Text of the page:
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So I love the idea of using a baitcaster but i usually birdsnest my reel probably 1 out of every 3 casts :/ any suggestions on

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  • So I love the idea of using a baitcaster but i usually birdsnest my reel probably 1 out of every 3 casts :/ any suggestions on

    So I love the idea of using a baitcaster but i usually birdsnest my reel probably 1 out of every 3 casts :/ any suggestions on how to practice?

  • #2
    Not my idea, so I don't know how it works, and I am not taking credit. I read a tip on here to strip out a couple casting distances worth of line. Then put a piece of electrical tape on the line on the spool, and reel in the line you have stripped out. Then when you case if it does backlash it can only to to the tape. Again. not my idea, and I have not tried it yet, so I don't know how it works.

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    • #3
      My friend tried the tape thing, and didnt like it. Ryan, set your breaks to an easy casting level, and as you get more comfortable casting short distances with the breaks high, start making longer casts with less breaks. PRACTICE, PRACTICE, PRACTICE. More in depth help at thebasscollege.com if you want to join a forum specifically for Bass fishing.

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      • #4
        Turn your bail tension all the way up to like 7. Then once you start to get good at it turn it back down. You'll notice a huge difference in casting distance.

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        • #5
          Ryantheking, I was on the design team that built the first ergonmic disengaging levelwind reel for the bass fishing industry back in the early seventies. (the Lew's BB1 manufactured by Shimamo). So working with the very first of these reels we also had to write the books on casting them. I will be glad to help with your casting problems if I can.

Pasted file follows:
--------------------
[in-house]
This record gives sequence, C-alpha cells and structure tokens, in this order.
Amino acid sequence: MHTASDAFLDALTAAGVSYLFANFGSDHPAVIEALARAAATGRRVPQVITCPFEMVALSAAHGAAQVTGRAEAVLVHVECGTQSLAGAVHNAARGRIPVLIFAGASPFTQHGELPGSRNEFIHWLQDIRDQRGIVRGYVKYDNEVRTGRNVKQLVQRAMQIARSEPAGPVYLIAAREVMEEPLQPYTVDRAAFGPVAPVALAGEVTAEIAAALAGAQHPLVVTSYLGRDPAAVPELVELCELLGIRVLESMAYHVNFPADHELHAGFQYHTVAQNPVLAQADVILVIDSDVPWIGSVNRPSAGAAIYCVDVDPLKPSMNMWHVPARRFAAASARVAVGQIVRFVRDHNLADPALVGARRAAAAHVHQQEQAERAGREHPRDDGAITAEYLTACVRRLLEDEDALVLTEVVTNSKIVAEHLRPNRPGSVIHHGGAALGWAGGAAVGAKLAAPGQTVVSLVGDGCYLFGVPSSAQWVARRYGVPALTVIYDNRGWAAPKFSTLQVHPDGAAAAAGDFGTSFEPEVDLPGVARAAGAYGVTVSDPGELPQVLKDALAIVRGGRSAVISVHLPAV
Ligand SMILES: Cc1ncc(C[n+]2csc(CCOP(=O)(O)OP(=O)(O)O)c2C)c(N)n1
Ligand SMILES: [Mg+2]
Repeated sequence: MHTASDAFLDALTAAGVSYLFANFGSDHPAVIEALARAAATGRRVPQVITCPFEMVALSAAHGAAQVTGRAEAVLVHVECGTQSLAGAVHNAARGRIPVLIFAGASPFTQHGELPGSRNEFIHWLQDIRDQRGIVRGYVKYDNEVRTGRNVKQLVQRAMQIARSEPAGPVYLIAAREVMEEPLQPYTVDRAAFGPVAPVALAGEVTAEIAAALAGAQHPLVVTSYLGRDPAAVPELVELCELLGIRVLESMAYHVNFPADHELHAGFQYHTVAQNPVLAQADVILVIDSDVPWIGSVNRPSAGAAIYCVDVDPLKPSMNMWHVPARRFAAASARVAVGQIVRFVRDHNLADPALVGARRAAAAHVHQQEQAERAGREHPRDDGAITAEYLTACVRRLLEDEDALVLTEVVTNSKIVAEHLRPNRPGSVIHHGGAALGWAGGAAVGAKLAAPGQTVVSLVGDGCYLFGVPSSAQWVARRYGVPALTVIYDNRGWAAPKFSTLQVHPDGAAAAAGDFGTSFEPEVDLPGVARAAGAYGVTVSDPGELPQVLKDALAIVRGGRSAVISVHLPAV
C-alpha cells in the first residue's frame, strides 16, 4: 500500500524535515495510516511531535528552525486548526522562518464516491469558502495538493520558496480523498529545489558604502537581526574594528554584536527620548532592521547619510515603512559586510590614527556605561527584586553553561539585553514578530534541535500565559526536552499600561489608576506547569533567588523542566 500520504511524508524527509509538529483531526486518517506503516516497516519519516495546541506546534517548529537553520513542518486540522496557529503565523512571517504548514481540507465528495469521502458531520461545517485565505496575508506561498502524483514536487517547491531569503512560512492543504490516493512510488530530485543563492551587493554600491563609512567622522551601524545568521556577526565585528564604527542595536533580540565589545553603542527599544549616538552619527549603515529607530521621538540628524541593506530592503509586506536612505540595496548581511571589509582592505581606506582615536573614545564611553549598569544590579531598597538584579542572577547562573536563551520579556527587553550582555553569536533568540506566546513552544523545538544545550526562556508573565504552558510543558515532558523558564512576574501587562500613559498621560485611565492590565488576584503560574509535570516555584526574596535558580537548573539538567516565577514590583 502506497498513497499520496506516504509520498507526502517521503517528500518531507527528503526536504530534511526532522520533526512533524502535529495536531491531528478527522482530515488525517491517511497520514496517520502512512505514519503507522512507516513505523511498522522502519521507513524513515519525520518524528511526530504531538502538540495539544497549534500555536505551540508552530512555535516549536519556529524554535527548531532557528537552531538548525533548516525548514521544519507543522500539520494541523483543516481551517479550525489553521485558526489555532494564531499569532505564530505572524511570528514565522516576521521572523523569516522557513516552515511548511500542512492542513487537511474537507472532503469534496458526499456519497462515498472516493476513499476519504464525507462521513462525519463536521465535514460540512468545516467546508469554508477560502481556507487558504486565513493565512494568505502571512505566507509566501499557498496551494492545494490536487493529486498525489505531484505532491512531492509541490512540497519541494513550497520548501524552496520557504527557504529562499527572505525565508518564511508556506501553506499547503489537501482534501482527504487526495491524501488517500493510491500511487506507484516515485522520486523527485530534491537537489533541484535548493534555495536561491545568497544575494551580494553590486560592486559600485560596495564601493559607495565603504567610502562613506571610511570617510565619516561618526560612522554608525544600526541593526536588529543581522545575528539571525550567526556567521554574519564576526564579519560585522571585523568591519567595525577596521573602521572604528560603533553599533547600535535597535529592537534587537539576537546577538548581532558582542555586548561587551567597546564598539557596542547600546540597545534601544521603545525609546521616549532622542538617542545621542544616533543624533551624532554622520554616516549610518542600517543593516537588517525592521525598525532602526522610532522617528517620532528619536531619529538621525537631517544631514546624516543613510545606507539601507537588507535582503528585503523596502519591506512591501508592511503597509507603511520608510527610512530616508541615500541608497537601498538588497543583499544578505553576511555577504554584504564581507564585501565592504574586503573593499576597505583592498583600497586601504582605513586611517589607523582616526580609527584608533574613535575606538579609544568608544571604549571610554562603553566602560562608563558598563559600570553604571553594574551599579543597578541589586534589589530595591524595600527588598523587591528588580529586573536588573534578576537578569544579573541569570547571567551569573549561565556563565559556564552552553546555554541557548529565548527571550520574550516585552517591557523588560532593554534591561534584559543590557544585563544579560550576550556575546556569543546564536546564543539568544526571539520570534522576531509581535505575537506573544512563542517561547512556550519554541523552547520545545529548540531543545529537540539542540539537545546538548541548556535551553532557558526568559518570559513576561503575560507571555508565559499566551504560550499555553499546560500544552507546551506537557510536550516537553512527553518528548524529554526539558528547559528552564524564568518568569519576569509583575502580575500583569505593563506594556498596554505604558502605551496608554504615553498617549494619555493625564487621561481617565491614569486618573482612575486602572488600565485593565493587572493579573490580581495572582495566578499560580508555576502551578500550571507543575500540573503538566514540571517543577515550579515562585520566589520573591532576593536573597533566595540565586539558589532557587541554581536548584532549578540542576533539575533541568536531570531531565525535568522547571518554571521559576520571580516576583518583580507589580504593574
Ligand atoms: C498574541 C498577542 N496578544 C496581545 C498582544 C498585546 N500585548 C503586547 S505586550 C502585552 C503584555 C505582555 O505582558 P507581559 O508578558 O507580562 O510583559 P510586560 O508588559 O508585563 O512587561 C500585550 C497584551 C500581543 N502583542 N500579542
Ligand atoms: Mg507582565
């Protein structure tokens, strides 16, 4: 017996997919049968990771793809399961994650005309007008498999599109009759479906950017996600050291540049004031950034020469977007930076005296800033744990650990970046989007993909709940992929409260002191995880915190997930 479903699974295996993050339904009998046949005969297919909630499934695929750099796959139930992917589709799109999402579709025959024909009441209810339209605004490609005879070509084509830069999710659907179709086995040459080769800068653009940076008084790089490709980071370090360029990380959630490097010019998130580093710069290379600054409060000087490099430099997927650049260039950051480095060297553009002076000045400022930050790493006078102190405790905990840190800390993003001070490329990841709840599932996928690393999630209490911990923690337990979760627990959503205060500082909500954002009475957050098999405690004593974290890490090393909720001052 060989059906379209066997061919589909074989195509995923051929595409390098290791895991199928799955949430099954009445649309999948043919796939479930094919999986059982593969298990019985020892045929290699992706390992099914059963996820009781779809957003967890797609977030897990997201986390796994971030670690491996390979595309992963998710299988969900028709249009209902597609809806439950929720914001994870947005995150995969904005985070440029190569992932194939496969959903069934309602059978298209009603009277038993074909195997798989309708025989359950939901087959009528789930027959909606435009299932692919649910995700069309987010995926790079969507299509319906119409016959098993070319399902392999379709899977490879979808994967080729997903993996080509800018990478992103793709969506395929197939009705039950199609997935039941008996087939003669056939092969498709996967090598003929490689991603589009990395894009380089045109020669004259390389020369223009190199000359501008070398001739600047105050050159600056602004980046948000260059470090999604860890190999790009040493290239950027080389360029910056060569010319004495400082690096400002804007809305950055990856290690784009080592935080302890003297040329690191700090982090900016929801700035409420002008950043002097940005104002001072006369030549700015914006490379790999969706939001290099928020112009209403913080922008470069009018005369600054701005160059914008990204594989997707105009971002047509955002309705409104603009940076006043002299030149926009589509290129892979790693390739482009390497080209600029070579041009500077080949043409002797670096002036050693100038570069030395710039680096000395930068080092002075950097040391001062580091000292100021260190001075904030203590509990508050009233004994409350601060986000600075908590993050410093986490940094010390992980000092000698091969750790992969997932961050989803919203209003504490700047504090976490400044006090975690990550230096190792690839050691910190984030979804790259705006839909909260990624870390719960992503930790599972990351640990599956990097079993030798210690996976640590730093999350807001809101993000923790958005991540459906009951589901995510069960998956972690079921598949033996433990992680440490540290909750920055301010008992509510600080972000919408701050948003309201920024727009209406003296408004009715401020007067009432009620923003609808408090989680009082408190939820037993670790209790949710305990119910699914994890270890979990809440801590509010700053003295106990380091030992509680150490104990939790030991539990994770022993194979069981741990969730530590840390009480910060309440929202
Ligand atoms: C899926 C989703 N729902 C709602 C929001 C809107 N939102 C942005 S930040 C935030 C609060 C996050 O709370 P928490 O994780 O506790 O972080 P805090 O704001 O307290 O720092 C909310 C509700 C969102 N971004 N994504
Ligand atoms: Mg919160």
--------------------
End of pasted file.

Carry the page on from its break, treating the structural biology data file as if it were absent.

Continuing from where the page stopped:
The best way to learn to cast is to start from scratch and unlearn what you have been doing to cause backlashes. I recommend we start with the reel itself first. The number one mistake is overfilling the spool. I even catch myself doing it sometimes. The problem this creates is that you end up with none of the edge of the spool exposed to use as a surface to thumb. You do not thumb the line!!! The line is wound loosely on the spool and thumbing it at the surface of the exposed line can still let the spool rotate just a little after you brake the line with the thumb. After several times of doing this, enough slack can build up down inside the spool to start a pretty nasty bird nest. You may not ever notice this type of slack down in the spool because you have been thumbing the line and on the surface it will seem tight. So you need about one eight of an inch of spool exposed to use as a brake drum for the thumb. Most manufactures will put some type of a mark on the spool to help to know where to fill it but while learning, I suggest to underfill it even a little more to let your thumb get used to thumbing the spool edge. Also I suggest that you use a very soft mono line such as Sufix Elite in about 10# or 12#. You can use any line you want later when you get more proficient. It is just a big waste to have to cut off a huge backlash of expensive line and staying with an easy to cast cheep soft mono just makes good sense during the time that you are still learning the basics. Next how you hold the reel to cast is important. If you are right handed and are giong to cast with your right hand, turn the reel 90 degrees in your hand so the your thumb automatically goes to the left side of the reel and spool edge. When the reel is turned this way, you will not thumb the line because pushing down with the thumb will hit the edge of the spool. You would have to move your thumb sideways to thumb the line which is not a natural movement for your thumb. I have spent so much time on this because I see pro bass fishermen/fisherwomen do this wrong all the time. Just because 27 million people do something wrong does not mean that that it is right and that you have to do it wrong also.